(ARA) - Does your list of school supplies include sleep? Studies say it should, especially for teens.
Only 8 percent of American teenagers are getting the required nine or more hours of sleep needed, according to the National Sleep Foundation. In fact, a recent study published in the "Journal of Adolescent Health" found that more than 60 percent of high school students get less than seven hours of sleep per night. The situation does not improve in college, either. A 2010 study conducted at the University of St. Thomas in Minnesota revealed, not surprisingly, that 70 percent of college students get less than the 8 recommended hours of sleep.
While most people have, at times, battled sleep issues, poor sleep habits plague college campuses. Let's face it - most college kids do not place a premium on a good night's rest. In addition to sleep falling low on the priority list, most students are sleeping on cheap dorm mattresses and worn out pillows - which can affect sleep quality.
Perhaps reminding your student that there is a proven relationship between healthy sleep habits and academic success might help encourage healthier habits. In 2010, a University of Minnesota study found a significant positive correlation between the amount of sleep per night and GPA. Additionally, as the average number of days per week a student got less than five hours of sleep increased, GPA decreased.
Once a pattern of bad sleep has developed, is it possible for teens and college students to "reset" their internal clocks? Researchers at the American Academy of Sleep Medicine say it is. Suggest that your students try following these tips, a little bit at a time, over several weeks:
* Try your best to avoid caffeine, smoking, alcohol, heavy exercise and heavy snacking (pizza included) at least three hours before bedtime.
* Don't pull all-nighters or cram for exams late at night. Specifically schedule studying for when you're most alert so your performance won't be affected.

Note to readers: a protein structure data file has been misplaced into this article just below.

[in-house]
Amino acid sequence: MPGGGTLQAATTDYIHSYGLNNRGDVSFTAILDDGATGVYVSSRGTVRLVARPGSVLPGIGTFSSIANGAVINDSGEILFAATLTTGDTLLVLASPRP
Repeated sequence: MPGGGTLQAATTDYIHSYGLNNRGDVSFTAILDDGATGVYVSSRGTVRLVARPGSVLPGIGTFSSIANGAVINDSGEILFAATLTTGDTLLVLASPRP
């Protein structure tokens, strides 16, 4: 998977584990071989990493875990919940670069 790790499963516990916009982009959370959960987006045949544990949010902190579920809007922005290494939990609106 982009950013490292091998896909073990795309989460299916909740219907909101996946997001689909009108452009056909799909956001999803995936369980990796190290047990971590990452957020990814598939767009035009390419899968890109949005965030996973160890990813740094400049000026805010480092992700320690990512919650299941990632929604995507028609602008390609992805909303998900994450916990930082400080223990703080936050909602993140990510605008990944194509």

* Be as consistent as possible with your sleep habits, ideally aiming to go to bed at the same time each evening and get at least eight hours of sleep per night.
* Wake up at the same time every morning and head outside. Sunlight helps reset circadian rhythms, the body's internal biological process that rotates around a 24-hour schedule.
* Turn off your cell phone and laptop at night. Besides being a distraction, exposure to light can suppress the production of melatonin, a hormone that aids sleep.
* Make sure your bedroom is set up for sleep. If you are a light sleeper or your dorm is noisy, try wearing earplugs or noise-cancelling headphones. Keep the room cool and dark. Make your bed as comfortable as possible. Consider investing in a foam mattress pad and a quality pillow. For example, for around $100, you can purchase a mattress topper and a waterbase pillow, both of which greatly improve head, neck and back support while you sleep.
"While you most likely cannot control the amount of sleep your teens or college-aged kids receive, at least you can make sure that once they are in bed, the sleep they do get is of the best quality," explains Maurice Bard, founder and CEO of Mediflow Inc., a company that makes waterbase bed pillows. "One simple way to accomplish this is to make sure your teens are sleeping on the right pillow - one that adjusts to properly support their head and neck throughout the night."
Countless studies have shown that people who get the right amount of sleep are physically and emotionally healthier - which is of course is something we all want for our children. Getting better grades is just the icing on the cake.